Jeremy Corbyn said government plans that would demand voters provide photo ID at polling stations would “disproportionately” discriminate against ethnic minorities.
The Labour leader said Conservatives were targeting people unlikely to vote for them.
“These plans are clearly discriminatory and a blatant attempt by the Tories to suppress voters, deny people their democratic rights and rig the result of the next general election,” he said.
“The people that the Tories are trying to stop voting will be disproportionately from ethnic minority backgrounds, and they will disproportionately be working class voters of all ethnicities.”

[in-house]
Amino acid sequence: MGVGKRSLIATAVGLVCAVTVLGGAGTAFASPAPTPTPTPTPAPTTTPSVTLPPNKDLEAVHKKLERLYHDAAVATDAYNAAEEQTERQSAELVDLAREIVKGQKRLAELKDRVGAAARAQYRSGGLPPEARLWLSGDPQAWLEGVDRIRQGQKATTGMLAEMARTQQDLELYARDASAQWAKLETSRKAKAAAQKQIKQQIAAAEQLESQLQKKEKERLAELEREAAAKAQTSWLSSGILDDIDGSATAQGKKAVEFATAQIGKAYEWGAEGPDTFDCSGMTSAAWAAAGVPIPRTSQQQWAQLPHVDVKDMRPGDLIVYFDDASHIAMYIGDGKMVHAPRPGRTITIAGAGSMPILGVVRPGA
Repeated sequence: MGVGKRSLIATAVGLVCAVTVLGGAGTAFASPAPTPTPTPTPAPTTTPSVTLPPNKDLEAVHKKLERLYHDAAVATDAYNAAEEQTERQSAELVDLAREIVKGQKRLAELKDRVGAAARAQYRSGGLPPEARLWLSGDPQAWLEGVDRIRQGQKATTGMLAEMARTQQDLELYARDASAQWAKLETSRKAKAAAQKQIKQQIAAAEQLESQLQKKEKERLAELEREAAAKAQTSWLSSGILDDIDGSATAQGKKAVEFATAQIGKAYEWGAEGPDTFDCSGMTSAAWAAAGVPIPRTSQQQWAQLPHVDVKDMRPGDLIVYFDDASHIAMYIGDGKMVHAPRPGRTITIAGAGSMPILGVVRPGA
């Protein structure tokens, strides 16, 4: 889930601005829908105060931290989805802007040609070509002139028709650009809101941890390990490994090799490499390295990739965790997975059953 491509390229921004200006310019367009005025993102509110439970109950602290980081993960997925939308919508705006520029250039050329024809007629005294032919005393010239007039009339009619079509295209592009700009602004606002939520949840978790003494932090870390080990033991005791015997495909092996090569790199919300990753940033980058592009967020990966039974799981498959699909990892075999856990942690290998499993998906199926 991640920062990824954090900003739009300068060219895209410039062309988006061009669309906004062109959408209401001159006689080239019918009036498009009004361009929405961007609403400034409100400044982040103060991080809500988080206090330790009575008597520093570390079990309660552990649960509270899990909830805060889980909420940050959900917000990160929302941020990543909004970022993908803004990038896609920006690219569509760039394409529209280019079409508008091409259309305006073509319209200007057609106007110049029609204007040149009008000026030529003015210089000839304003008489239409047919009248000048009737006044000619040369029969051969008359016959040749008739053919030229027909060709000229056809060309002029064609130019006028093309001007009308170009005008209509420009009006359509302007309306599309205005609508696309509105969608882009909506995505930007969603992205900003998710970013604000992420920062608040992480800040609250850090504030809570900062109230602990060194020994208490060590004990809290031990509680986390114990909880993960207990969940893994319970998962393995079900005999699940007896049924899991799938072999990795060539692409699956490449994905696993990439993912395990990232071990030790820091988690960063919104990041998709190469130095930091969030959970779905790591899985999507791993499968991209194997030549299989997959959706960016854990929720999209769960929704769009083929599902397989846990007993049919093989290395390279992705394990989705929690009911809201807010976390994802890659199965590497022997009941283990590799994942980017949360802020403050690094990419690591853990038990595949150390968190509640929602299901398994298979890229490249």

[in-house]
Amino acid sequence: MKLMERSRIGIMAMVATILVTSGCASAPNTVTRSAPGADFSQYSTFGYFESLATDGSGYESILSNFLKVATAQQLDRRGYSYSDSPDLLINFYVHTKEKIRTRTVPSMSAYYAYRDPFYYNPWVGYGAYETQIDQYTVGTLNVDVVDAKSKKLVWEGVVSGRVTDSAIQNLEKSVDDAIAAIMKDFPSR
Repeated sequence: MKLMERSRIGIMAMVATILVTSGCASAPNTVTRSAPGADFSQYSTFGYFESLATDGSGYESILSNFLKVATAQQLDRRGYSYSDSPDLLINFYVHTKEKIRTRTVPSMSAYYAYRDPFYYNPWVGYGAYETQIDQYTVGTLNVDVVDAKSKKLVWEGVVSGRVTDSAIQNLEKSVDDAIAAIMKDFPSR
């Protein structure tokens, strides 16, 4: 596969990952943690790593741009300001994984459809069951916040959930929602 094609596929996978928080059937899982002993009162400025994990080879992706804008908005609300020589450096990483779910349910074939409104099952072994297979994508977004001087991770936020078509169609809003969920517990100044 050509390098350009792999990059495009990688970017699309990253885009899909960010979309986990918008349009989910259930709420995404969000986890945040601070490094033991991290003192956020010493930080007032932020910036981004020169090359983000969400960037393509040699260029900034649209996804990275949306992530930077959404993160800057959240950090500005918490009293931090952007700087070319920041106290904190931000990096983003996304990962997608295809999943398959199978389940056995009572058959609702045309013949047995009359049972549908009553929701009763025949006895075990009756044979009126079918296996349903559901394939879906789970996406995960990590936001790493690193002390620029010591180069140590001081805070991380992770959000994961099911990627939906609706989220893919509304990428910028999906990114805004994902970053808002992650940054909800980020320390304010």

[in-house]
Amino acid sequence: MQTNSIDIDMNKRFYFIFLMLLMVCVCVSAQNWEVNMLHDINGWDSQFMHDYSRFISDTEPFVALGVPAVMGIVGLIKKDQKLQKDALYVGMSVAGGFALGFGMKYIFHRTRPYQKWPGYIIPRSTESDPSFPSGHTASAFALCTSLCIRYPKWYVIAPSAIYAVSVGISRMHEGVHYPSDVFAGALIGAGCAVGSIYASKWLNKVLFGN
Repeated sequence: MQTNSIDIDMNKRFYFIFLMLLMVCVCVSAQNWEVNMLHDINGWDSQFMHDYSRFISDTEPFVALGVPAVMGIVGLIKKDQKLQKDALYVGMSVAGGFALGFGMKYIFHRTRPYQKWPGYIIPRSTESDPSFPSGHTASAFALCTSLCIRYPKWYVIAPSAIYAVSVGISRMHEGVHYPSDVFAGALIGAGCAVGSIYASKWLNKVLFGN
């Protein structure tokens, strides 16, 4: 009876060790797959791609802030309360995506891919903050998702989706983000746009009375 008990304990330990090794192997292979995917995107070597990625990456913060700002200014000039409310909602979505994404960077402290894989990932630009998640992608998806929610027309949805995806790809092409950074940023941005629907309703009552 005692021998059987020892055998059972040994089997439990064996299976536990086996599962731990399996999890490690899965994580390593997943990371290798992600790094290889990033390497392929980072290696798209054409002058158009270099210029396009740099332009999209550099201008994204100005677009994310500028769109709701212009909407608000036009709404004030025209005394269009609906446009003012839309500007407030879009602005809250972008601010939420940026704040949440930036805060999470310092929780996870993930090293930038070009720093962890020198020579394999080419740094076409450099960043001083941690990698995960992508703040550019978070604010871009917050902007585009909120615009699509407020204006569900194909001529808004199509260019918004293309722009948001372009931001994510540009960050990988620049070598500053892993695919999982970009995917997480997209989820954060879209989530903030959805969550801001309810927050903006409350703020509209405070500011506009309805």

A Labour Party spokesman said there was only one conviction for in-person voter fraud at the 2017 election and 3.5 million UK citizens did not have any form of photo ID.
Research from the independent Electoral Commission showed women were less likely than men to have ID, and black people were less likely than white people to have a driving licence.
A Cabinet Office spokesman said showing ID was a “reasonable and proportionate” way to protect elections from fraud.
“Voter ID is one part of a body of work this government is delivering to give the public confidence that our elections are secure and fit for the 21st century,” he said.
Conservative Party chairman James Cleverly accused Mr Corbyn of “sowing the seeds of division”.
“If anything, tougher checks against electoral fraud will protect the democratic rights of all communities,” he said.